Bleating cousins

Published: Saturday 04 July 2015

-- IT TOOK a simple laboratory dish to create one of the most awesome break- throughs in science - hundreds of genetically identical sheep. The feat was recently performed by Ian Wilmut, Keith Campbell and their colleagues at the Roslin Institute in Edinburgh. The process itself does not seem too complex - taking an embryo from a pregnant sheep and allowing it to multiply in culture dishes; removing eggs from female sheep and then stripping them of their genetic material; and finally, fusing the cultured cells with the eggs in test tubes to create new embryos with similar genetic material. These were then-implanted in a surrogate mother sheep. And the result: the first two genetically alike sheep, christened Megan and Morag.

What the future could hold for these experiments is tremendous. In theory, the technique would hold good to create identical humans. Imagine an array of budding Einsteins or Kasparovs dotting the earth. "It's very impressive," said David White, a lecturer at the Cambridge University and a founder of Imutran, a biotech company producing genetically engineered pigs, of the Scottish achievement.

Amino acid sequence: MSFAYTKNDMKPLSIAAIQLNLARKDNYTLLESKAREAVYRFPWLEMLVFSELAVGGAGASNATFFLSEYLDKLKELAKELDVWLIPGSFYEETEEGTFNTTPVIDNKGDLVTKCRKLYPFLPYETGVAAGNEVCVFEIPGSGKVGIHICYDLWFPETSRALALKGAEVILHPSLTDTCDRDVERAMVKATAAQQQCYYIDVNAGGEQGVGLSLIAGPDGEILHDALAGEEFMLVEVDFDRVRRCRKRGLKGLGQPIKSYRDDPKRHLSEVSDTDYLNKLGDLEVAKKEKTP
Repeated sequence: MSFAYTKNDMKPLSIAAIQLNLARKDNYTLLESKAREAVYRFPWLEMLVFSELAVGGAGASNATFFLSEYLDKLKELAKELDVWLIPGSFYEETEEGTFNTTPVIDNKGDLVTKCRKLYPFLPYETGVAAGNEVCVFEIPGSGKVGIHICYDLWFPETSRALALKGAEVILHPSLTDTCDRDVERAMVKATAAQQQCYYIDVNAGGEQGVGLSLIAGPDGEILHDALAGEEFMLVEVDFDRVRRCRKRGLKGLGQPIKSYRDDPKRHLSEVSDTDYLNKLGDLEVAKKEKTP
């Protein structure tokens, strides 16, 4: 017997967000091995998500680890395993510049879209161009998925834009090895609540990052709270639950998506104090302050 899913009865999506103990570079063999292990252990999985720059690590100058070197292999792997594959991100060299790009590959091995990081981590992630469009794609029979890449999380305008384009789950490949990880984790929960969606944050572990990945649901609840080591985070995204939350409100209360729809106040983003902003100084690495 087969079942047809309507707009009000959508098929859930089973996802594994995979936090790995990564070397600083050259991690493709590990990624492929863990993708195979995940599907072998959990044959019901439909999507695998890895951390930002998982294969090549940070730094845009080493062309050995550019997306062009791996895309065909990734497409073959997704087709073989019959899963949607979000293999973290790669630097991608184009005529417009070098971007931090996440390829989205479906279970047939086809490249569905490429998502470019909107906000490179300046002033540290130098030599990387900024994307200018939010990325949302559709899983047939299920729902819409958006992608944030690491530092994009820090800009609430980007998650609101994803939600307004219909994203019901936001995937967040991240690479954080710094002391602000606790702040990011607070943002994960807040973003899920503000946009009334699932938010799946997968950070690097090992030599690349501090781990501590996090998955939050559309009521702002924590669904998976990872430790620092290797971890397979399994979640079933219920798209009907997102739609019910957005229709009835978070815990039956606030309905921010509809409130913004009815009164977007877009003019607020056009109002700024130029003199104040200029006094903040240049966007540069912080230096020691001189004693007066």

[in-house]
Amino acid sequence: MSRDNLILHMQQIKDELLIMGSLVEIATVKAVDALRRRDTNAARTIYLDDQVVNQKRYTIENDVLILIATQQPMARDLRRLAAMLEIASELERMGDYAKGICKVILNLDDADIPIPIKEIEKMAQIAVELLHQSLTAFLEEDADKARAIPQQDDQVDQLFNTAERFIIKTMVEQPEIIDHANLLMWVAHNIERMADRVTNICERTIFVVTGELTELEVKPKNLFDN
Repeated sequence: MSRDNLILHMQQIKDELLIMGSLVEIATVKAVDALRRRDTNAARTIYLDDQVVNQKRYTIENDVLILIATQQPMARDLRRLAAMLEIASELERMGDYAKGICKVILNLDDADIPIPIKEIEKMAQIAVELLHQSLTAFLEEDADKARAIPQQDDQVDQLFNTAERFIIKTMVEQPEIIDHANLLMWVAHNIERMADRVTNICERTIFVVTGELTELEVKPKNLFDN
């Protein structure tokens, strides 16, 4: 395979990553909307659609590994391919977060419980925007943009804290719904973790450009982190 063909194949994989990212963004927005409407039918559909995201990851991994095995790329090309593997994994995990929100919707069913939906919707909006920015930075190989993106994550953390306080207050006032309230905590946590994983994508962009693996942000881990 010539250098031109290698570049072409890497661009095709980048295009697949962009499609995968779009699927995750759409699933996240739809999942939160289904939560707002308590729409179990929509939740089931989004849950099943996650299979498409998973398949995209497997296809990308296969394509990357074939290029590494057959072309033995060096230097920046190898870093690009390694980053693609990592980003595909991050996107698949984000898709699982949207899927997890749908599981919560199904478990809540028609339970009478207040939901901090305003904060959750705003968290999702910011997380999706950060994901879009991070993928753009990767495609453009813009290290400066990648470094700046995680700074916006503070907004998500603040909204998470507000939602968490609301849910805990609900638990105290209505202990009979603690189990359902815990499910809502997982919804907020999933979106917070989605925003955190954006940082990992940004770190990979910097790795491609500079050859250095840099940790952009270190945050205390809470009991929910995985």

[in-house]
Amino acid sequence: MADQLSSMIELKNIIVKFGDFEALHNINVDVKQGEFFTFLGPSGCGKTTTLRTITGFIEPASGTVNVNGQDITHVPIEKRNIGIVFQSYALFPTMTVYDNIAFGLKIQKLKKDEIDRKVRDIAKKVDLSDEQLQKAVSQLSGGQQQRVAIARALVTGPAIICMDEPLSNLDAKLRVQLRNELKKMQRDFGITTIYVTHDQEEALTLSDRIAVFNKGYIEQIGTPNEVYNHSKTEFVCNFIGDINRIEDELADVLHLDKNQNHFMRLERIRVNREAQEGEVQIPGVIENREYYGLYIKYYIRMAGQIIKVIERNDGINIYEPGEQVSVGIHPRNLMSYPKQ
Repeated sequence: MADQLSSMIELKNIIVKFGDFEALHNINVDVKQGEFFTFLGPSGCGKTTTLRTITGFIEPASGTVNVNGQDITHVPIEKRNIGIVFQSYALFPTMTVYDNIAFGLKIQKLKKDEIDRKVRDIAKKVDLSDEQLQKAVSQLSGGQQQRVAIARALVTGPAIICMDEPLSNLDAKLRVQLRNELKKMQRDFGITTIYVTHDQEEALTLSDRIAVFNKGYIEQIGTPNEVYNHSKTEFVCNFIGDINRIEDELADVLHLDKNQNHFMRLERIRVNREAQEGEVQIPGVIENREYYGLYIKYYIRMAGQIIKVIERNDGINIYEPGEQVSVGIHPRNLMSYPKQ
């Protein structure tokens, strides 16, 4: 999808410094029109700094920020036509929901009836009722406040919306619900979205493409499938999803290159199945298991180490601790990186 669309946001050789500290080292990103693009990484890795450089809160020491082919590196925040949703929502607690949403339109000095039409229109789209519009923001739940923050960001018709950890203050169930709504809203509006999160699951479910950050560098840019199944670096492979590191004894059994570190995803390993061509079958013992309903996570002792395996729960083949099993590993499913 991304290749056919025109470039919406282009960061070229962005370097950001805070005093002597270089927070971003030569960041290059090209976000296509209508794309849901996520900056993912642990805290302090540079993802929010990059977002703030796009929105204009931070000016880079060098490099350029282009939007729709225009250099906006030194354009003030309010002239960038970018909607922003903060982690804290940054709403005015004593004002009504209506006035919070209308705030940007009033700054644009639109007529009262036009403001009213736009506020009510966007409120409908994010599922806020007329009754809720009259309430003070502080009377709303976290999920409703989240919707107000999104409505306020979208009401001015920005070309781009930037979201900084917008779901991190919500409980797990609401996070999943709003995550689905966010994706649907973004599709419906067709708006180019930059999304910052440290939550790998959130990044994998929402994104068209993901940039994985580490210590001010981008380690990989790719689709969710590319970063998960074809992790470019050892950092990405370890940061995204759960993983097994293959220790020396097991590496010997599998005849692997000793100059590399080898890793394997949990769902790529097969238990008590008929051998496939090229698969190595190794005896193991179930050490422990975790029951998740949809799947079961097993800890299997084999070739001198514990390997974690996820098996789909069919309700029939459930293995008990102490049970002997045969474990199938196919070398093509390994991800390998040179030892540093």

While cloning has been conducted in laboratory animals like rats and rabbits with partial success, this is the first time that it is being carried out in a larger animal. "The production of cloned off- springs in farm animal species could provide enormous benefits in research, agriculture, and biotechnology," according to Campbell and his colleagues. Cloning of sheep itself offers immense possibilities - sheep with better wool, stronger hooves and greater resistance to diseases could be produced by adding the right genes to the cultured cells. Further, the new"process fastens the introduction of a new genetic trait in animals, while earlier it used to take years of cross-breeding to develop the same.

A word of caution, however. A sudden outbreak of a disease, to which resistance has pot been developed, could catch the identical breeds unawares, leading to a mass extinction.

This is what had occurred in Chile sometime ago, when asexually produced blackberries were ravaged by a rust fungus which did not affect the sexually produced variety. Ultimately, diversity in nature is a fat more pleasing sight than unending streams of similar animal and plant species.

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